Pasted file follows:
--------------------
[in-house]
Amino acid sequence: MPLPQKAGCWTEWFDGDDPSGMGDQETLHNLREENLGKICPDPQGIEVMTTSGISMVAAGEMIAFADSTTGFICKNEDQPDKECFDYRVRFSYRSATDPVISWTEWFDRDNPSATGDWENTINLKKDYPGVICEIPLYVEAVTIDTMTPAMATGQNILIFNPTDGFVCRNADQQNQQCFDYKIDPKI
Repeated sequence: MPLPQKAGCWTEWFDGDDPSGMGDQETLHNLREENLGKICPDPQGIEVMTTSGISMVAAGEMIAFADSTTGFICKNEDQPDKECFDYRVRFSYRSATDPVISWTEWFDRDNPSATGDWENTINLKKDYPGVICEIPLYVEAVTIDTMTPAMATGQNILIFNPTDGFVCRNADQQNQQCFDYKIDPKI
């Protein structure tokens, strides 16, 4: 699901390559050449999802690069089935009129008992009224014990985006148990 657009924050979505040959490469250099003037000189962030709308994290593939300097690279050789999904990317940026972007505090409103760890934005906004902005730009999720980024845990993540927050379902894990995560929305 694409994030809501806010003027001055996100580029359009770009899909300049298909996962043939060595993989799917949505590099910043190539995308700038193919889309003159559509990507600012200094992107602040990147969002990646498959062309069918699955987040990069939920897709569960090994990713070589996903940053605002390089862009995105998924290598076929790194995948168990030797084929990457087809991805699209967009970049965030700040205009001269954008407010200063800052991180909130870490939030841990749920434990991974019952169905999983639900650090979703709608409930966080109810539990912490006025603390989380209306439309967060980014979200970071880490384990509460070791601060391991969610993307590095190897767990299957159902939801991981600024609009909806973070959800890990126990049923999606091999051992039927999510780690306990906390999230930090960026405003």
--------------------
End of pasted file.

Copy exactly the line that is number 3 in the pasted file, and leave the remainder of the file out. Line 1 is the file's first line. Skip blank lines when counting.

Repeated sequence: MPLPQKAGCWTEWFDGDDPSGMGDQETLHNLREENLGKICPDPQGIEVMTTSGISMVAAGEMIAFADSTTGFICKNEDQPDKECFDYRVRFSYRSATDPVISWTEWFDRDNPSATGDWENTINLKKDYPGVICEIPLYVEAVTIDTMTPAMATGQNILIFNPTDGFVCRNADQQNQQCFDYKIDPKI